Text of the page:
The last area of interest that I think we’re going to see in 2021 is a strict focus on supply chain for DevSecOps. So, we’ve been doing supply chain for a long-time, laser-focused on supply chain requirements for hardware and software. But that was mainly focused on cots (Commercial off-the-shelf) products. As you have more and more agencies starting to build their own applications, specifically on containers, it presents a whole new set of problems. To give you an example, let’s say you build your application on STIG based image that you get from IronBank. Well, that’s great. You started with a secure image, but what about all those open-source tools that you pull down from public repos? We don’t have a process in place today that’s accounting for those things. So, I think that the supply chain is going to be a really important point of focus in 2021.
Swapnil Bhartiya: What is going to be the focus of StackRox in 2021?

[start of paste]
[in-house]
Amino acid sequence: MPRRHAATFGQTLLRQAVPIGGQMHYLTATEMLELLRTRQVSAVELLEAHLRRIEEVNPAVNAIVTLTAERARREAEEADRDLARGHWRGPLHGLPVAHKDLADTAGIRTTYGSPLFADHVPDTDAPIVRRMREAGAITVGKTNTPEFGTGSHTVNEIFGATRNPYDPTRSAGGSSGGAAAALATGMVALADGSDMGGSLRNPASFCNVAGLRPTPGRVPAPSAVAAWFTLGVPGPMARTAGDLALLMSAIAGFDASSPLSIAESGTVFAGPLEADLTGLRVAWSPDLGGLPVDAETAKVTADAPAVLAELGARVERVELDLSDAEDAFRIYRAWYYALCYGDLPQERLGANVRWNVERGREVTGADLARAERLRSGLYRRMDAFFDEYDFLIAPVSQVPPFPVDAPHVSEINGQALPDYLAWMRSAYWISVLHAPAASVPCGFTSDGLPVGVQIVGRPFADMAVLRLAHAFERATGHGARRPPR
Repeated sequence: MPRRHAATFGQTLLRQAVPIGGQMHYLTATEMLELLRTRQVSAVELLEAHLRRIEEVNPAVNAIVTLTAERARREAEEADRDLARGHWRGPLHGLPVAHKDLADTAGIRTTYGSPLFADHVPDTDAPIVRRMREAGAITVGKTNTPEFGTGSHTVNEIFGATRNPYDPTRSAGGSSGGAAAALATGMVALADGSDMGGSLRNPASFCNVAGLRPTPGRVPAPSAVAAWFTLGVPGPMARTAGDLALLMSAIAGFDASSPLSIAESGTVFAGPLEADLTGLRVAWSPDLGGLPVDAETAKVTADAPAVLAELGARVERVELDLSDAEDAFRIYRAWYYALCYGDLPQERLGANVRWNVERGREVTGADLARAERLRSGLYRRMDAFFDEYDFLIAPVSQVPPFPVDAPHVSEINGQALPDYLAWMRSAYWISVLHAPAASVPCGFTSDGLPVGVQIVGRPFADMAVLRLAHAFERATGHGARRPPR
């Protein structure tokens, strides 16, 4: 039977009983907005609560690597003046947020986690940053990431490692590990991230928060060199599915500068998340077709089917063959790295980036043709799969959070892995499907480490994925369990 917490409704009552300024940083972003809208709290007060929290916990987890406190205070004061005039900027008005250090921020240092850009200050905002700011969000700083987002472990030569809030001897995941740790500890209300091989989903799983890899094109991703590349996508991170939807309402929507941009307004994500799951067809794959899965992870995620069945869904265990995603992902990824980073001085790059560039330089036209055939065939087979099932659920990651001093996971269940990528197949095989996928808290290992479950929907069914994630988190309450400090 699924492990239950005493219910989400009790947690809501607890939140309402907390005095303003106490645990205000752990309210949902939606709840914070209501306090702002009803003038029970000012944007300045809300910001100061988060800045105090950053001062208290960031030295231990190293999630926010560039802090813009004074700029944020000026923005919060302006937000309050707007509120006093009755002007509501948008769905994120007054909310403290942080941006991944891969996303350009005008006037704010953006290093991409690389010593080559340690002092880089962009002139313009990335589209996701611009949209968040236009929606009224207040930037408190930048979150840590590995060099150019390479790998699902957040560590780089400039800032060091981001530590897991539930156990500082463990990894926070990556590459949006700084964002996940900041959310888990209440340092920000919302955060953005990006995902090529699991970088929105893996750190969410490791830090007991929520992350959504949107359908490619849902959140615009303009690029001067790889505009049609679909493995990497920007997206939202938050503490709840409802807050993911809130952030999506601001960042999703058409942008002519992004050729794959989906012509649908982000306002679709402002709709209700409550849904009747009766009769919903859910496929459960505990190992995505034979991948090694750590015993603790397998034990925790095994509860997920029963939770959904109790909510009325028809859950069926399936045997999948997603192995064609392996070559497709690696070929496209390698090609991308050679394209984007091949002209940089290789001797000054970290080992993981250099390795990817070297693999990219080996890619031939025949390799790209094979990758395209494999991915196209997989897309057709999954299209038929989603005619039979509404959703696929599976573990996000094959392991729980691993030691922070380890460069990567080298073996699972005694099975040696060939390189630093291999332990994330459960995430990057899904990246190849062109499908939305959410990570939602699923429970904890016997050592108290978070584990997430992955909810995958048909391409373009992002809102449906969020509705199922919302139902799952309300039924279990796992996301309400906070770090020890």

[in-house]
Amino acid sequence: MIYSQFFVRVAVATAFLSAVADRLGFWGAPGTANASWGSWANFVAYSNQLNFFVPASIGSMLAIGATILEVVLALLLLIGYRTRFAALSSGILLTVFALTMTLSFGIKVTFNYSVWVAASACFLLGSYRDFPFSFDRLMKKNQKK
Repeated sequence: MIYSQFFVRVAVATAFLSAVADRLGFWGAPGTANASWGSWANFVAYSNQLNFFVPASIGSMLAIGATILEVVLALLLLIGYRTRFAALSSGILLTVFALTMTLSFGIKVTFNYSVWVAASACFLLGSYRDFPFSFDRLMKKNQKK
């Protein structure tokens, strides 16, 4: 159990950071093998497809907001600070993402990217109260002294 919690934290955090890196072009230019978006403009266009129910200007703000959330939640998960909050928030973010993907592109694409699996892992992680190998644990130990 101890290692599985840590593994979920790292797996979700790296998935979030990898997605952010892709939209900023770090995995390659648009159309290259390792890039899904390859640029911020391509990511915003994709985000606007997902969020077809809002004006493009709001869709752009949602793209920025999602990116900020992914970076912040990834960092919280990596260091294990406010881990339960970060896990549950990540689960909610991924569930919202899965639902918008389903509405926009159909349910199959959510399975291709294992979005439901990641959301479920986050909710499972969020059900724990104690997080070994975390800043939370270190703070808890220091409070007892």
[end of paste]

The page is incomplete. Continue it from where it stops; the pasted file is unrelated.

Branden Wood: I think we’re going to be right alongside with these customers, as they start following these new trends and these new reporting programs and policies that are going to be put in place and zero trust and things like that. But a lot of it’s really just going to be continuing the momentum that we established in 2020. It’s been a banner year for StackRox and Federal. We have had great traction with the FSI community and programs that are being implemented across the entire federal government success inside of DoD. Last week, we talked about our addition to PlatformOne inside of Iron Bank. So leveraging all that, continuing that success means just continuing to integrate with the ecosystem, making sure that organizations really have true DevSecOps, and they don’t need to focus on specific tools. They have an ecosystem of tools that they can leverage. And then the other thing is really just evangelizing and educating. This is still an emerging market; you still need to educate folks on what’s going on out there. And one thing that’s really unique to StackRox is, if you look at our blog posts, for instance, we don’t just blog about StackRox. There’s a post on how to implement and have success with Istio or how to protect Kubernetes in general against the MITRE attack framework. I think that evangelism in that education is going to make us an active participant in this DevSecOps community as we go forward.